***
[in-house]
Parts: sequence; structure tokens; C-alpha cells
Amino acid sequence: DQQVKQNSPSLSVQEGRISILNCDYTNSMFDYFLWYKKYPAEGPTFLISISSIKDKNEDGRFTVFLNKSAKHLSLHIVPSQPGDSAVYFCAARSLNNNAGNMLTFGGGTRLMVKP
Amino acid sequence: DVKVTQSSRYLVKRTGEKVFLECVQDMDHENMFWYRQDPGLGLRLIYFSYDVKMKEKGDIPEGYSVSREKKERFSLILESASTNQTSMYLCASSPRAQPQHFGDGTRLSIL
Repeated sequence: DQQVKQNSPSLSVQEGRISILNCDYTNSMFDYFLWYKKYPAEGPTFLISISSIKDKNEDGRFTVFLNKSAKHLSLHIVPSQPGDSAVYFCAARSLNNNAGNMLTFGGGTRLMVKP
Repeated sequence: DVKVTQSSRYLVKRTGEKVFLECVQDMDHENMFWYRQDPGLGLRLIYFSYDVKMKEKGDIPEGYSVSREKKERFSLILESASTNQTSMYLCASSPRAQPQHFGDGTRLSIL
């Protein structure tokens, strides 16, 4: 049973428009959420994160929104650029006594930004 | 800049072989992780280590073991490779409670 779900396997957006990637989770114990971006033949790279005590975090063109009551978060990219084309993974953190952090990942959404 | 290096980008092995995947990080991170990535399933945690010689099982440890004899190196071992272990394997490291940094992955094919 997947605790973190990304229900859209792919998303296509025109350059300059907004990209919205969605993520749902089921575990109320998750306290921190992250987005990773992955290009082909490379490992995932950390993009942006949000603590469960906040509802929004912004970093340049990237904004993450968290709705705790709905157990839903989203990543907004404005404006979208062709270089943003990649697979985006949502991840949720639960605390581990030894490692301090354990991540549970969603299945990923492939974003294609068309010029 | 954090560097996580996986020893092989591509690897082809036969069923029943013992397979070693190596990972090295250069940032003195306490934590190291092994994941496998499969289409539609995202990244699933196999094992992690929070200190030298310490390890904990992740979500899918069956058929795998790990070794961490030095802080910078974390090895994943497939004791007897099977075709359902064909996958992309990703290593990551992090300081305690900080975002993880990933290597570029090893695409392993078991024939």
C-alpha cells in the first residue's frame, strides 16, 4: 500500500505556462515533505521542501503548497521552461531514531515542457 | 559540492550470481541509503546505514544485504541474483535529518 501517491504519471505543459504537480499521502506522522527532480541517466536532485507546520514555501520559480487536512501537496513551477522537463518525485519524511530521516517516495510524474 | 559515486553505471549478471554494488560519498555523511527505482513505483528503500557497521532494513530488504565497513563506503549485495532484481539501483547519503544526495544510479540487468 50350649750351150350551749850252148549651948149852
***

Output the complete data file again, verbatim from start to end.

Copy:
[in-house]
Parts: sequence; structure tokens; C-alpha cells
Amino acid sequence: DQQVKQNSPSLSVQEGRISILNCDYTNSMFDYFLWYKKYPAEGPTFLISISSIKDKNEDGRFTVFLNKSAKHLSLHIVPSQPGDSAVYFCAARSLNNNAGNMLTFGGGTRLMVKP
Amino acid sequence: DVKVTQSSRYLVKRTGEKVFLECVQDMDHENMFWYRQDPGLGLRLIYFSYDVKMKEKGDIPEGYSVSREKKERFSLILESASTNQTSMYLCASSPRAQPQHFGDGTRLSIL
Repeated sequence: DQQVKQNSPSLSVQEGRISILNCDYTNSMFDYFLWYKKYPAEGPTFLISISSIKDKNEDGRFTVFLNKSAKHLSLHIVPSQPGDSAVYFCAARSLNNNAGNMLTFGGGTRLMVKP
Repeated sequence: DVKVTQSSRYLVKRTGEKVFLECVQDMDHENMFWYRQDPGLGLRLIYFSYDVKMKEKGDIPEGYSVSREKKERFSLILESASTNQTSMYLCASSPRAQPQHFGDGTRLSIL
């Protein structure tokens, strides 16, 4: 049973428009959420994160929104650029006594930004 | 800049072989992780280590073991490779409670 779900396997957006990637989770114990971006033949790279005590975090063109009551978060990219084309993974953190952090990942959404 | 290096980008092995995947990080991170990535399933945690010689099982440890004899190196071992272990394997490291940094992955094919 997947605790973190990304229900859209792919998303296509025109350059300059907004990209919205969605993520749902089921575990109320998750306290921190992250987005990773992955290009082909490379490992995932950390993009942006949000603590469960906040509802929004912004970093340049990237904004993450968290709705705790709905157990839903989203990543907004404005404006979208062709270089943003990649697979985006949502991840949720639960605390581990030894490692301090354990991540549970969603299945990923492939974003294609068309010029 | 954090560097996580996986020893092989591509690897082809036969069923029943013992397979070693190596990972090295250069940032003195306490934590190291092994994941496998499969289409539609995202990244699933196999094992992690929070200190030298310490390890904990992740979500899918069956058929795998790990070794961490030095802080910078974390090895994943497939004791007897099977075709359902064909996958992309990703290593990551992090300081305690900080975002993880990933290597570029090893695409392993078991024939």
C-alpha cells in the first residue's frame, strides 16, 4: 500500500505556462515533505521542501503548497521552461531514531515542457 | 559540492550470481541509503546505514544485504541474483535529518 501517491504519471505543459504537480499521502506522522527532480541517466536532485507546520514555501520559480487536512501537496513551477522537463518525485519524511530521516517516495510524474 | 559515486553505471549478471554494488560519498555523511527505482513505483528503500557497521532494513530488504565497513563506503549485495532484481539501483547519503544526495544510479540487468 50350649750351150350551749850252148549651948149852